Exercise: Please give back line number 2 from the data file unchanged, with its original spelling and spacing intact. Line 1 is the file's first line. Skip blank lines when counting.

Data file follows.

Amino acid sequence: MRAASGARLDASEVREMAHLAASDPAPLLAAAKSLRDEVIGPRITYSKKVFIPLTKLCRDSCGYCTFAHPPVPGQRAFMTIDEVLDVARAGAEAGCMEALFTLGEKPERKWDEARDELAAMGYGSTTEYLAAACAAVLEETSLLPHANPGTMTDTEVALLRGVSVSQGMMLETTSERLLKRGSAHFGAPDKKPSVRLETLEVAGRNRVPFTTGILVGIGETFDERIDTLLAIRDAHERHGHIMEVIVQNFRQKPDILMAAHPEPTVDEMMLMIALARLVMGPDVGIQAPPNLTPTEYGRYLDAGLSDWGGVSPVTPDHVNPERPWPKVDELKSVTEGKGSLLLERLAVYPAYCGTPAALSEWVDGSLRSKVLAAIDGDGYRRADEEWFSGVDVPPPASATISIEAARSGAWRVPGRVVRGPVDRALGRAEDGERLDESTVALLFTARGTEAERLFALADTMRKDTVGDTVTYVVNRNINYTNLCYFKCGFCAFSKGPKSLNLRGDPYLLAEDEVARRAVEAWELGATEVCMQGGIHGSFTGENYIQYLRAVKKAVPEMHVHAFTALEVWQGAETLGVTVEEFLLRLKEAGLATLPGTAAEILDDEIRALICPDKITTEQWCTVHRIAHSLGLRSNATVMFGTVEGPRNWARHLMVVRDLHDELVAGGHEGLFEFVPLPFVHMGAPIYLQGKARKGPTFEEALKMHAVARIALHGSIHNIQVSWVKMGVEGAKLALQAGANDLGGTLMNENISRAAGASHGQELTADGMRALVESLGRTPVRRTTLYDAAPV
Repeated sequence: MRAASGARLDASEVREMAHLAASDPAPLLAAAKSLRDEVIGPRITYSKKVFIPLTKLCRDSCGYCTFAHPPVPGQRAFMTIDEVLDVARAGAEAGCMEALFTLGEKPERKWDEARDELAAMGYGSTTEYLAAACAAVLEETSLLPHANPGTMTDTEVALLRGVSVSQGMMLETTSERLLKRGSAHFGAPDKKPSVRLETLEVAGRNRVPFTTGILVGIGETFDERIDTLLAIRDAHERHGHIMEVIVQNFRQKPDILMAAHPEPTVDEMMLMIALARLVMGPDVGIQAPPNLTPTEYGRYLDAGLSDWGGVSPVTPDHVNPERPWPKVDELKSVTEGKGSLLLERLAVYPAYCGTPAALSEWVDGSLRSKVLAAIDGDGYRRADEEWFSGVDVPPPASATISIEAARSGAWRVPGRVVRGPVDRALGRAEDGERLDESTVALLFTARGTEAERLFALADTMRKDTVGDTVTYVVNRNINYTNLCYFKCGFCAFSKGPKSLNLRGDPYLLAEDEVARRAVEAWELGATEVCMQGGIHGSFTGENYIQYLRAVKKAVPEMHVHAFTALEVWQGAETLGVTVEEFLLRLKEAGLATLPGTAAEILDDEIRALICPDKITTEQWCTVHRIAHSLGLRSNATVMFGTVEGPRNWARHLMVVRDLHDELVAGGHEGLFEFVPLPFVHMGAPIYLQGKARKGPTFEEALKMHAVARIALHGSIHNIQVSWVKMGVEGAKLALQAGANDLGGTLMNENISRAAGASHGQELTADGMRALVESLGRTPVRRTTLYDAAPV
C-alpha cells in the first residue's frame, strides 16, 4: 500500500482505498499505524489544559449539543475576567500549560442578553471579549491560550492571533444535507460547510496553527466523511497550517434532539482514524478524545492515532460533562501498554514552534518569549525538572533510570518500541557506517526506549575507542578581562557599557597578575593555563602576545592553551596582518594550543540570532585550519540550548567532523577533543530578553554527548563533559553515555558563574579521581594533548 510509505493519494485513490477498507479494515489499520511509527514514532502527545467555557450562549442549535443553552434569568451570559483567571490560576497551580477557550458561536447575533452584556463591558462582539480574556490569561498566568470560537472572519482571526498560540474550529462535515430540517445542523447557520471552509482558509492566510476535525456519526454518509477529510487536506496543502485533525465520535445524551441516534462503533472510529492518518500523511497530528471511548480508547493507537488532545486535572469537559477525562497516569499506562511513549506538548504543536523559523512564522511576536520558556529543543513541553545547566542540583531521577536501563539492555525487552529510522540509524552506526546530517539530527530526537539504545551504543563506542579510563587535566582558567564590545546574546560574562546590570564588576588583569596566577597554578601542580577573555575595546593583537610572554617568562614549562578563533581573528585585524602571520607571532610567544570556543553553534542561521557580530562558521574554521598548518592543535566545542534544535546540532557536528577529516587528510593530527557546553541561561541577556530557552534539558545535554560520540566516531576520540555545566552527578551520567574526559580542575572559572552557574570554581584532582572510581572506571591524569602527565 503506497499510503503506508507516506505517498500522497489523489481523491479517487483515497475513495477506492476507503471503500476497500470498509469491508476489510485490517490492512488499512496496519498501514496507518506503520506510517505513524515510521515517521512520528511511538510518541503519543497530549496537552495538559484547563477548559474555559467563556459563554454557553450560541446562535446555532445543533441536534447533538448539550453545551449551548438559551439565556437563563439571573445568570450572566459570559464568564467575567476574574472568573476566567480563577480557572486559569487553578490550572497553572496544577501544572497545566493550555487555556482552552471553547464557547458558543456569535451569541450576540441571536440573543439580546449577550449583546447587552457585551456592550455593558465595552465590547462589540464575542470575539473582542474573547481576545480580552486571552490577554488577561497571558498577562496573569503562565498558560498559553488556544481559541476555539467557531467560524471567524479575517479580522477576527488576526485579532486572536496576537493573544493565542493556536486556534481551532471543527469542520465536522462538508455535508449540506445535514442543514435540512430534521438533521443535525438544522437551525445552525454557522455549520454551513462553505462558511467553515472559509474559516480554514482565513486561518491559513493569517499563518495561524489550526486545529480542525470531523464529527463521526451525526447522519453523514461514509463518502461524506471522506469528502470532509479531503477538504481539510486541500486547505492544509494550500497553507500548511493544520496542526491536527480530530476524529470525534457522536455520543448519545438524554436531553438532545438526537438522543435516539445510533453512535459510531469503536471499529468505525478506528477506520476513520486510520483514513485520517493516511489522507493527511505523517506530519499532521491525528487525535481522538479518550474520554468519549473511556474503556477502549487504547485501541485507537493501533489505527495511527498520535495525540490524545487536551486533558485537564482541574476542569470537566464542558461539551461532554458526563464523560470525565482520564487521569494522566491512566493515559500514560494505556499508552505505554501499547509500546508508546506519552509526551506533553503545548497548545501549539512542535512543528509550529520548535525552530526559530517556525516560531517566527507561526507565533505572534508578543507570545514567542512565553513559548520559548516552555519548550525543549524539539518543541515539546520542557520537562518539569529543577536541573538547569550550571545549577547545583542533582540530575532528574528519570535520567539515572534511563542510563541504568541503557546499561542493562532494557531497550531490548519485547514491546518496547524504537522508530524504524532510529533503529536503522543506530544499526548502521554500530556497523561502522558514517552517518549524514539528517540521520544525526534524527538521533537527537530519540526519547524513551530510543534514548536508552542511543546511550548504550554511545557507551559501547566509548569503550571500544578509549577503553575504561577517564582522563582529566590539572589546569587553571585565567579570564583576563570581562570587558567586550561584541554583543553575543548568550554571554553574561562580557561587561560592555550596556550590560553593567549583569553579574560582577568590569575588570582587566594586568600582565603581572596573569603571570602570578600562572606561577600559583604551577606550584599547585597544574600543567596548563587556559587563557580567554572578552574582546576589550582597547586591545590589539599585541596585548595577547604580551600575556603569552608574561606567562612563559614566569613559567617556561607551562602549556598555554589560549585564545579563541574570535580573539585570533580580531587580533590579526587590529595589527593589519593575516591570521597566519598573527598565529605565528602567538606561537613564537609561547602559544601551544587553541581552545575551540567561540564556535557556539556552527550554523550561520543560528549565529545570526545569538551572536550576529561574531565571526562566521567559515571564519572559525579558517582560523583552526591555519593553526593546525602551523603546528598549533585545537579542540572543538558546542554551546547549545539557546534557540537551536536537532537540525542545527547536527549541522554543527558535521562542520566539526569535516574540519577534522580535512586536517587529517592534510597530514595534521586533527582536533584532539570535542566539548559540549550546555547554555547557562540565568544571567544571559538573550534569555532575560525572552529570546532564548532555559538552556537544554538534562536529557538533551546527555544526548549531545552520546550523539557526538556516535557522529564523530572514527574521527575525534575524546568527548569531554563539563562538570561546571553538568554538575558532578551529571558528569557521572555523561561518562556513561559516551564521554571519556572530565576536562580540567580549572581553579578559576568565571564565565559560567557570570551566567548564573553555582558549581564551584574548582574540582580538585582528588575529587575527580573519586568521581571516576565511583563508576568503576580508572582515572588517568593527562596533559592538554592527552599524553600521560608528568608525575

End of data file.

Repeated sequence: MRAASGARLDASEVREMAHLAASDPAPLLAAAKSLRDEVIGPRITYSKKVFIPLTKLCRDSCGYCTFAHPPVPGQRAFMTIDEVLDVARAGAEAGCMEALFTLGEKPERKWDEARDELAAMGYGSTTEYLAAACAAVLEETSLLPHANPGTMTDTEVALLRGVSVSQGMMLETTSERLLKRGSAHFGAPDKKPSVRLETLEVAGRNRVPFTTGILVGIGETFDERIDTLLAIRDAHERHGHIMEVIVQNFRQKPDILMAAHPEPTVDEMMLMIALARLVMGPDVGIQAPPNLTPTEYGRYLDAGLSDWGGVSPVTPDHVNPERPWPKVDELKSVTEGKGSLLLERLAVYPAYCGTPAALSEWVDGSLRSKVLAAIDGDGYRRADEEWFSGVDVPPPASATISIEAARSGAWRVPGRVVRGPVDRALGRAEDGERLDESTVALLFTARGTEAERLFALADTMRKDTVGDTVTYVVNRNINYTNLCYFKCGFCAFSKGPKSLNLRGDPYLLAEDEVARRAVEAWELGATEVCMQGGIHGSFTGENYIQYLRAVKKAVPEMHVHAFTALEVWQGAETLGVTVEEFLLRLKEAGLATLPGTAAEILDDEIRALICPDKITTEQWCTVHRIAHSLGLRSNATVMFGTVEGPRNWARHLMVVRDLHDELVAGGHEGLFEFVPLPFVHMGAPIYLQGKARKGPTFEEALKMHAVARIALHGSIHNIQVSWVKMGVEGAKLALQAGANDLGGTLMNENISRAAGASHGQELTADGMRALVESLGRTPVRRTTLYDAAPV